The Four “Wise Monkeys” of Modern Society

from Characterized by how they respond to information, modern societies are made up of four archetypes of people — idiots, zealots, elitists and patriots. Idiots refuse information, zealots refute information, elitists misuse information and patriots seek and distribute information. These archetypes are true of patriarchal societies around the world, and has probably been the case since Homo habilis was a boy.

While consistent across cultures, these archetypes have been subdivided in many ways, have borne countless different names, and their attitudes toward one another have varied (slightly) from age to age. But the essential dynamics of society has never altered. Even after enormous upheavals and irrevocable changes, the same pattern has historically reasserted itself over time, just as gravity finds equilibrium.

Idiots, Zealots, Elitists and Patriots

These four societal archetypes are inevitably intertwined, and their aims entirely reconcilable. Although their behaviors are dissimilar, their differences fit together into one dysfunctional whole, comprising a society’s collective relationship to information, and indeed, its own truth.

To expand on the definition offered above, idiots avoid all new pertinent information in order to maintain their perspective, never questioning the status quo. Zealots ask certain questions of certain information, ignoring unaligned information in order to maintain their perspective, supporting the status quo at all costs. Elitists question information in order to manipulate and reap gains off those who don’t know, benefiting from the status quo. Patriots question information to educate themselves and share it with others, in order that we might progress beyond the status quo.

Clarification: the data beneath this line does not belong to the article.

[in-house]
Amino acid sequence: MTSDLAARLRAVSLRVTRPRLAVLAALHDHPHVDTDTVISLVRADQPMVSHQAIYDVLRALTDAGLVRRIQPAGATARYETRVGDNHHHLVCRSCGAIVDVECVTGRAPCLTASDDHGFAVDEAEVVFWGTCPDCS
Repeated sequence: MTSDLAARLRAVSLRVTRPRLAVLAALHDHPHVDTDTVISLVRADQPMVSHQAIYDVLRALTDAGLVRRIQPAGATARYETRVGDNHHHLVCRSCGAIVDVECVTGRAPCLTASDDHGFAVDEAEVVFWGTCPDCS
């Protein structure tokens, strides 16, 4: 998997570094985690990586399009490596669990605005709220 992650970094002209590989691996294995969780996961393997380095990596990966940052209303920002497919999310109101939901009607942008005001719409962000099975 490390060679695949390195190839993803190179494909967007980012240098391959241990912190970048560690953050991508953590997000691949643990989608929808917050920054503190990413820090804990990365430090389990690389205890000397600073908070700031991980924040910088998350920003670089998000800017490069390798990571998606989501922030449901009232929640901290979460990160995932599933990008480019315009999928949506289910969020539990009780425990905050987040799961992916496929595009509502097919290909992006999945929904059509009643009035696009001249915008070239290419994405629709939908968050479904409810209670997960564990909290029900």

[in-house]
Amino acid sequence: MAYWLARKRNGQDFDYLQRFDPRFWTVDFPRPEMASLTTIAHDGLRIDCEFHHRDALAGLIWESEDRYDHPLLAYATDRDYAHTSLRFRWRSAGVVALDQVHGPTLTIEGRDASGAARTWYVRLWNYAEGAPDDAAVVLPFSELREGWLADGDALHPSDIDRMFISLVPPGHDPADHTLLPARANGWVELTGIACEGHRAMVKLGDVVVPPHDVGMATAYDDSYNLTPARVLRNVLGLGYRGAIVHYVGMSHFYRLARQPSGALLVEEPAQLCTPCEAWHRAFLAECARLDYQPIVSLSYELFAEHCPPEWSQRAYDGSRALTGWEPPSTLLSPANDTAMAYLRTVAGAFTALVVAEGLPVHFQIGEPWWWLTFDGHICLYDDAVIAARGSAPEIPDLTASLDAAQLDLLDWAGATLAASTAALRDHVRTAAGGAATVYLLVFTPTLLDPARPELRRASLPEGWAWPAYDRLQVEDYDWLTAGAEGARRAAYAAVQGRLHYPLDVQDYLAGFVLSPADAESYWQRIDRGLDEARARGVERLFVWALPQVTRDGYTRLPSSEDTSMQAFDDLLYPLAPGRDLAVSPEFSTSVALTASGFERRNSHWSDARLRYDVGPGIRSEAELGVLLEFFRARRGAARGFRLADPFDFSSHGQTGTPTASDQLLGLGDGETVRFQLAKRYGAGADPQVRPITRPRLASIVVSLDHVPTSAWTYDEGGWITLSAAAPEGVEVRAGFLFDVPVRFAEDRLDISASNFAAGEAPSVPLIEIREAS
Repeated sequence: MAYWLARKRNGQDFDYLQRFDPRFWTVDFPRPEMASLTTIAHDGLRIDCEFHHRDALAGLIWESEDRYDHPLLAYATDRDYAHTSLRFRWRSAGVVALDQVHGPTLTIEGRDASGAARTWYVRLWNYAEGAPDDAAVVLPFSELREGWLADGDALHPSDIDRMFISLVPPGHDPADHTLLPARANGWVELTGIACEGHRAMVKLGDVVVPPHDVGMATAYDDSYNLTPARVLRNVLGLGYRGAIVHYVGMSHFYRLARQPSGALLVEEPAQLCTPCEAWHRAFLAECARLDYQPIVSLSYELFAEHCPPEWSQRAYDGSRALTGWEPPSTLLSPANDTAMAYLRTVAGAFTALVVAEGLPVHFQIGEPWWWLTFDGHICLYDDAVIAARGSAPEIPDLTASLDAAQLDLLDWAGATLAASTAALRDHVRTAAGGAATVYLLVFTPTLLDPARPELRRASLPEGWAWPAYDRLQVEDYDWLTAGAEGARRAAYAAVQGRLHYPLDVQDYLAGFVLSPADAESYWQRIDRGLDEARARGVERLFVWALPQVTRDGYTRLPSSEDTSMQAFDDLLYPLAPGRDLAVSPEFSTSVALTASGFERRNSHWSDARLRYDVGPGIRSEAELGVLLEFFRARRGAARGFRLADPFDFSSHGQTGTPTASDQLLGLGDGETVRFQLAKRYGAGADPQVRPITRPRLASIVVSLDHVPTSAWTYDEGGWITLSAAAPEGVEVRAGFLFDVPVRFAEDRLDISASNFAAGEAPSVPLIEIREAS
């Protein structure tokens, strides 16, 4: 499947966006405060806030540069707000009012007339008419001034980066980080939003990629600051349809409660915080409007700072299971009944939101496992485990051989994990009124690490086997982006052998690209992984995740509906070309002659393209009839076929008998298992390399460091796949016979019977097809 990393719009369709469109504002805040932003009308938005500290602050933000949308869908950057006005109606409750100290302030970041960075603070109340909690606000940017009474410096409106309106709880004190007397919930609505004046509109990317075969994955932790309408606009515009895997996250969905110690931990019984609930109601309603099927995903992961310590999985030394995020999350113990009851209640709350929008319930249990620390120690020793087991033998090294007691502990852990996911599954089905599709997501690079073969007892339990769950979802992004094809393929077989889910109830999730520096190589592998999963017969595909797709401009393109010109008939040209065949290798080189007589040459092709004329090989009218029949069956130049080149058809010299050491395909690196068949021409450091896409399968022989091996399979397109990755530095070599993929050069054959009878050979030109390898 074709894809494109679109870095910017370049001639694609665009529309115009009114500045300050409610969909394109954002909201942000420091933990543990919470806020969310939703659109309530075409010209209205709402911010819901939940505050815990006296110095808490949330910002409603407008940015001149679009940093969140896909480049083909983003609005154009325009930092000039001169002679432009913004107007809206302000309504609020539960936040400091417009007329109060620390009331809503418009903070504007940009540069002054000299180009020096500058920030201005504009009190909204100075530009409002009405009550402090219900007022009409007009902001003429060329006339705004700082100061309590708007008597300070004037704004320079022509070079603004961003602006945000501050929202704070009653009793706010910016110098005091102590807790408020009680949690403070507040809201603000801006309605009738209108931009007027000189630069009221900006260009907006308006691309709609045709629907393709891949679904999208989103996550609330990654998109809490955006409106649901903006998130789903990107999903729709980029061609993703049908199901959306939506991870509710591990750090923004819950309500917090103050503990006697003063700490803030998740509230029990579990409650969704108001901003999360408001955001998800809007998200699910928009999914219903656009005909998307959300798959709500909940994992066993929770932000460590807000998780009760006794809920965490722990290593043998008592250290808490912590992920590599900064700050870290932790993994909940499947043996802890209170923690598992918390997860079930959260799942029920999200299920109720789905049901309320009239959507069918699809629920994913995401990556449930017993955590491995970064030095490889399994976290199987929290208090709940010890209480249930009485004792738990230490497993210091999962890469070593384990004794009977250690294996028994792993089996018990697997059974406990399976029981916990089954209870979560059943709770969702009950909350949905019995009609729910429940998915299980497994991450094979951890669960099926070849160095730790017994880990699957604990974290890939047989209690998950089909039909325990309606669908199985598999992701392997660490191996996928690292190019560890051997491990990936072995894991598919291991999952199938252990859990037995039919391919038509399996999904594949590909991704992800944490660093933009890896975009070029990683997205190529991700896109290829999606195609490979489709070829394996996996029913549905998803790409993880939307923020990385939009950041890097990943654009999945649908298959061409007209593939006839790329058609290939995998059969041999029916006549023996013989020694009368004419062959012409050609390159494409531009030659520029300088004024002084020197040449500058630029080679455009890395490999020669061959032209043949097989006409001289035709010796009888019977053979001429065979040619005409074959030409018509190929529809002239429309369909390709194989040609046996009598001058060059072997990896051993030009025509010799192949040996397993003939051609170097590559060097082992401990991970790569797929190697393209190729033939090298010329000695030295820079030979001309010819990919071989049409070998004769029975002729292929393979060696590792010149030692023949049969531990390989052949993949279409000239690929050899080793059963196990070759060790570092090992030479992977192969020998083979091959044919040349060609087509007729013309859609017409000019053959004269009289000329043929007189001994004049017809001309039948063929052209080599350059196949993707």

Despite dramatic alterations in the world’s geopolitical landscape, and some fluctuation of individuals from one group/role to another over time, the dynamic between these groups has historically remained the same. What has changed in the technological age is simply that we have more ways and means to use, misuse, refute and refuse information.

Today, just as ever, idiots avoid all new pertinent information in an attempt to maintain a limited, comfortable perspective. Zealots believe they have “the answer”. They ask certain questions of certain information, but ignore and dissociate from information that is unaligned to their pre-determined perspective. Elitists question information in order to manipulate those who do not have that information, to their own benefit. Patriots – true patriots – question information to educate themselves and share it with others in order that all may progress.

These archetypes may seem like generalizations; and they are. They are also ancient and universal in structured societies. How people interact with new information is a result of both primal response and experiential programming, so understanding these archetypes can reveal a great deal about people and their character. In my experience as a truth-seeker and an activist – a patriot – this is the only thought-model or assumption that can truly help us understand how people relate to information, and therefore how we can best relate information to them.

The Four Wise Monkeys

There is an ancient adage and image that depicts the thinking and being of people through a series of archetypal monkeys; Hear no evil, see no evil, and speak no evil.
Commonly known as The Wise Monkeys or The Three Wise Monkeys they are typically depicted sitting next to each other in a row. One covers its eyes, blinding itself. The second covers its ears, deafening itself. The third covers its mouth, gagging itself. Of these supposedly wise monkeys, none seem much the wiser for its ignorance. In fact, each character is hampering itself and its experience of its surroundings – of truth and information – in one way or another. And yet this adage of ‘wisdom’ is still widely accepted.

What most people don’t realize, however, is that the depiction of these ‘Three Wise Monkeys’ is a deliberately incomplete narrative; there is actually a fourth Wise Monkey that is seldom depicted in western interpretation. Representing the virtue ‘fear no evil’, the fourth monkey sits with its arms folded over its abdomen. It is the patriot who, fearing no evil, questions information to learn and share it with others, in order that all may progress. It is indeed the only of the monkeys that shows any wisdom at all!

Read the full article here.